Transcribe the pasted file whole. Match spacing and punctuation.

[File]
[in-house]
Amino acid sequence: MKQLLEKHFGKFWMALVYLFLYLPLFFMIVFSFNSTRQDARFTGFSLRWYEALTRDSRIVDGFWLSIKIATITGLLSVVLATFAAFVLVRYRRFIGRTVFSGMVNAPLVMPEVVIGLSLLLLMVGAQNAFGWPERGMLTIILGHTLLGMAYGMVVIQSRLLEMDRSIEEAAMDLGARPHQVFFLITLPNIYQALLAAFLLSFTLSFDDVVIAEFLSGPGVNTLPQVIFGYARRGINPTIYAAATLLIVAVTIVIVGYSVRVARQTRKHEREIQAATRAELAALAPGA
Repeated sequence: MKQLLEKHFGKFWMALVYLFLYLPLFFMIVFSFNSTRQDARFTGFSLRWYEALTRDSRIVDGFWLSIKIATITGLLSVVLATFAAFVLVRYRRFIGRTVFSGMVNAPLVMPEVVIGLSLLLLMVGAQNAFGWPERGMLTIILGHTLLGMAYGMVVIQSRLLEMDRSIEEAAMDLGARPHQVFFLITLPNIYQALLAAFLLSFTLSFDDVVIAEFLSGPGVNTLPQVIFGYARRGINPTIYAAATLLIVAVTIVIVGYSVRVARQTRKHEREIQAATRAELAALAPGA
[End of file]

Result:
[in-house]
Amino acid sequence: MKQLLEKHFGKFWMALVYLFLYLPLFFMIVFSFNSTRQDARFTGFSLRWYEALTRDSRIVDGFWLSIKIATITGLLSVVLATFAAFVLVRYRRFIGRTVFSGMVNAPLVMPEVVIGLSLLLLMVGAQNAFGWPERGMLTIILGHTLLGMAYGMVVIQSRLLEMDRSIEEAAMDLGARPHQVFFLITLPNIYQALLAAFLLSFTLSFDDVVIAEFLSGPGVNTLPQVIFGYARRGINPTIYAAATLLIVAVTIVIVGYSVRVARQTRKHEREIQAATRAELAALAPGA
Repeated sequence: MKQLLEKHFGKFWMALVYLFLYLPLFFMIVFSFNSTRQDARFTGFSLRWYEALTRDSRIVDGFWLSIKIATITGLLSVVLATFAAFVLVRYRRFIGRTVFSGMVNAPLVMPEVVIGLSLLLLMVGAQNAFGWPERGMLTIILGHTLLGMAYGMVVIQSRLLEMDRSIEEAAMDLGARPHQVFFLITLPNIYQALLAAFLLSFTLSFDDVVIAEFLSGPGVNTLPQVIFGYARRGINPTIYAAATLLIVAVTIVIVGYSVRVARQTRKHEREIQAATRAELAALAPGA